Safety failings put worker in a burns coma

Tuesday, 19th August 2014

A North London labourer received life-threatening burn injuries in an explosion when he severed a 415-volt electrical cable, unaware it was still live.

The worker was hired to work among a team stripping out a property in London prior to refurbishment. He was removing electrical equipment from a basement wall on 1 August 2012, believing it all to be safely disconnected, when the explosion happened.

The worker suffered severe and extensive burns to his limbs, body and face, was in an induced coma in intensive care for two weeks, and in hospital for several more. He still has long-term psychological problems and persistent pain.

The Health and Safety Executive (HSE) investigated and on 16 April 2014 prosecuted the employer for safety failings at Westminster Magistrates’ Court.

The court heard that the labourer had started to strip the electrics after he had stopped work on another task to await guidance from the site manager. He believed the equipment was dead – and most of it was.

However a live cable remained which came into the building from the street outside and ended at a cut-off box, from which the rest of the equipment had been isolated by removing fuses. He was using a tool, known as a breaker, to drill and lever the equipment from the wall when he went through the cable.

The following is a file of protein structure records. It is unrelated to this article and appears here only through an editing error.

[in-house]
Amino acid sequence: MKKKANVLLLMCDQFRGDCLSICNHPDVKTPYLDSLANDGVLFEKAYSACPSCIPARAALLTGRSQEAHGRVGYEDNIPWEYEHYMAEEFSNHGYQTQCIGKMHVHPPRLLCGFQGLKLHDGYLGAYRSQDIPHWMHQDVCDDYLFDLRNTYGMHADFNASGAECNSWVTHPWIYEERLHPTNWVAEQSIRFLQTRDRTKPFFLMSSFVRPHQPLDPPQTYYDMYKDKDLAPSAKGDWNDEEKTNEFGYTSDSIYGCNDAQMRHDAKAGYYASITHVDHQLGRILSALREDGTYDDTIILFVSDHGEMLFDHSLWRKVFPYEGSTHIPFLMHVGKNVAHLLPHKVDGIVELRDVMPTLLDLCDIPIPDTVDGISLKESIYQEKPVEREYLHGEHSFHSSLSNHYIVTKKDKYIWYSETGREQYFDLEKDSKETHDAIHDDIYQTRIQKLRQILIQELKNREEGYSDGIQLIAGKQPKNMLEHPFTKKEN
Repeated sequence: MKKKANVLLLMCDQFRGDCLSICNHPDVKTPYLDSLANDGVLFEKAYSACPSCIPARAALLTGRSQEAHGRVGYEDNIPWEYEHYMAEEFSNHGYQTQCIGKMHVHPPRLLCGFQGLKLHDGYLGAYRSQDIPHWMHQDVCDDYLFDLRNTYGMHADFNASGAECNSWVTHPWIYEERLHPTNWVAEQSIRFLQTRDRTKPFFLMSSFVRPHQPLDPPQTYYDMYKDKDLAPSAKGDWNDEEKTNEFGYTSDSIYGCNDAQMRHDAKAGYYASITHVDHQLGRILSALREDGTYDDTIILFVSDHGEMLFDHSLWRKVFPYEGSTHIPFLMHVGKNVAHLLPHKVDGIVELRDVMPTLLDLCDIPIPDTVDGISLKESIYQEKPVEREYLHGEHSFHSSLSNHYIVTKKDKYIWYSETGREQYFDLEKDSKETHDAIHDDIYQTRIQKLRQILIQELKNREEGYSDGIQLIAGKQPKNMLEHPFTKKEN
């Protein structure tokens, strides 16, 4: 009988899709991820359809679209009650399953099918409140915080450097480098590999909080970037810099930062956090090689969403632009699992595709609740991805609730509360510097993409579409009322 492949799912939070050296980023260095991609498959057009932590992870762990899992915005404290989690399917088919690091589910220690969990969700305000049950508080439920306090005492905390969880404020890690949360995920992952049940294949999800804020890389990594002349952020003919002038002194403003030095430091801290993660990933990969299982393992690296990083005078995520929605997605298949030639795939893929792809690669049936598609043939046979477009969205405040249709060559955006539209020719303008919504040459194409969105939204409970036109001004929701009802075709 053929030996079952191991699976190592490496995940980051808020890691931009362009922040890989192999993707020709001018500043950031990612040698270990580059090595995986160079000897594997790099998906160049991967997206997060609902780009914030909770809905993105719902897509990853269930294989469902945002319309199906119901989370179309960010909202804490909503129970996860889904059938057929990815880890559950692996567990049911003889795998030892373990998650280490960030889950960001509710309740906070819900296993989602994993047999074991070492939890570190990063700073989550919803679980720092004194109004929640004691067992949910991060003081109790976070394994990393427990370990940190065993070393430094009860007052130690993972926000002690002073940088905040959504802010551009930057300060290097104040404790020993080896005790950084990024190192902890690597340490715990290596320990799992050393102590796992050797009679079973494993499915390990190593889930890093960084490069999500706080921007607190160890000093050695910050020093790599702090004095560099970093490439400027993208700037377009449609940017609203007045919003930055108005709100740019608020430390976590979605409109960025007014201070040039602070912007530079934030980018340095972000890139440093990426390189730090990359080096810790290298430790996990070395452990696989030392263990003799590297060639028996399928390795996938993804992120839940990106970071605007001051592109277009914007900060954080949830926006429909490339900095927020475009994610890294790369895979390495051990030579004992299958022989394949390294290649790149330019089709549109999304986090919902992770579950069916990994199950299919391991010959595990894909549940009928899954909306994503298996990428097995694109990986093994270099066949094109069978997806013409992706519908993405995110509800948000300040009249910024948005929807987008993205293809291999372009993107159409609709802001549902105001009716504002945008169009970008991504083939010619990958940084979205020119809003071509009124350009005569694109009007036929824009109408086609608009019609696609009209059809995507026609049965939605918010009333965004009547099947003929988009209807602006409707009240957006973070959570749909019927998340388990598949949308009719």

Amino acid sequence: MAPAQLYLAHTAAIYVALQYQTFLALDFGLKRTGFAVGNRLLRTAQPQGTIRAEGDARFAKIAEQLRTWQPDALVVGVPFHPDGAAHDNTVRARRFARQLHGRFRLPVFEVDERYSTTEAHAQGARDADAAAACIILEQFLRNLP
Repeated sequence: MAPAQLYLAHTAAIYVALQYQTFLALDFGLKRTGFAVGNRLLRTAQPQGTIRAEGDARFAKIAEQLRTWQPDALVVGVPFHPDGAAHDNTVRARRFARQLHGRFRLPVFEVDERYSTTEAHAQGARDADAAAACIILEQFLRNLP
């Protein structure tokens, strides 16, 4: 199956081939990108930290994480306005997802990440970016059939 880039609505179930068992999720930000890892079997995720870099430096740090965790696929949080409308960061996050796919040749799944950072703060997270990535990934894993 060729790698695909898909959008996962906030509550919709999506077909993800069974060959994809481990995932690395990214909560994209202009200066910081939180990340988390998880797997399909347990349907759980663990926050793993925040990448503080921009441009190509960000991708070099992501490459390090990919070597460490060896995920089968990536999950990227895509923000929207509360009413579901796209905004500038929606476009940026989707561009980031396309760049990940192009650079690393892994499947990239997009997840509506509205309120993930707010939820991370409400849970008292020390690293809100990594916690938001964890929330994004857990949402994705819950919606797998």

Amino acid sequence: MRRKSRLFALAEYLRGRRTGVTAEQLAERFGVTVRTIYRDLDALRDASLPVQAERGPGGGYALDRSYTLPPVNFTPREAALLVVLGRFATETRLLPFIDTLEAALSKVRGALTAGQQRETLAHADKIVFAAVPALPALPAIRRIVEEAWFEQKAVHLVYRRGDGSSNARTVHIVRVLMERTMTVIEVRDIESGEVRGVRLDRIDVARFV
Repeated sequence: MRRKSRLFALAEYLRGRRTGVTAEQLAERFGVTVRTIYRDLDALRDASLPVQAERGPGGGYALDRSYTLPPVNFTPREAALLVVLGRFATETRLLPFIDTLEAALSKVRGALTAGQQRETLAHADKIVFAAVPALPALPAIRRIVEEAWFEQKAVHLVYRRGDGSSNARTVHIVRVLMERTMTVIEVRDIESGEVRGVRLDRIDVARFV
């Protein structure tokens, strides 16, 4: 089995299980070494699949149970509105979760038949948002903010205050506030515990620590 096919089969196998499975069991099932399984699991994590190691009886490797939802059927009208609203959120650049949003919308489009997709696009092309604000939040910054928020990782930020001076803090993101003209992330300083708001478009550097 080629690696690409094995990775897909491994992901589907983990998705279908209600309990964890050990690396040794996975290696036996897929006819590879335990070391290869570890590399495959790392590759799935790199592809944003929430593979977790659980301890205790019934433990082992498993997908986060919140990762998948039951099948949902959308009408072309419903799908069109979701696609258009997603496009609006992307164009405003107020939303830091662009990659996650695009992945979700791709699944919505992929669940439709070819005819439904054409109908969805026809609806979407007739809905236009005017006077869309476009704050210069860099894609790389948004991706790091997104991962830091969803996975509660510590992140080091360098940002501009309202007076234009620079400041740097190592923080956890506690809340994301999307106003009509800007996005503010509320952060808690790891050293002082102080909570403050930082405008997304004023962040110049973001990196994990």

HSE’s investigation found that the employer had failed to provide suitable signage highlighting the live cable, and had failed to provide barriers around the work equipment for other suitable safety measures. Had these requirements been met then the accident could not have happened in the way that it did.

HSE said cable strikes were a well-known risk in the industry, although this is more common with digging work. Contractors should be mindful of electrical risks during construction work, particularly during demolition and refurbishment.

The employer, Dray Building Ltd, was fined £10,000 and ordered to pay £9,882 in costs after admitting a breach of the Construction (Design and Management) Regulations.

After the case, HSE Inspector Stephron Baker Holmes said:

"It would have been a straightforward matter to provide suitable warning notices and barriers in this case, and it is likely these simple measures would have prevented an incident like this from happening.

"As a result of Dray Building’s failures, however, this man suffered life-changing and initially life-threatening injuries, and the quality of his life remains significantly diminished.

"Controlling the risks at source would have been more effective than relying on assumptions about individuals’ awareness of the risks."

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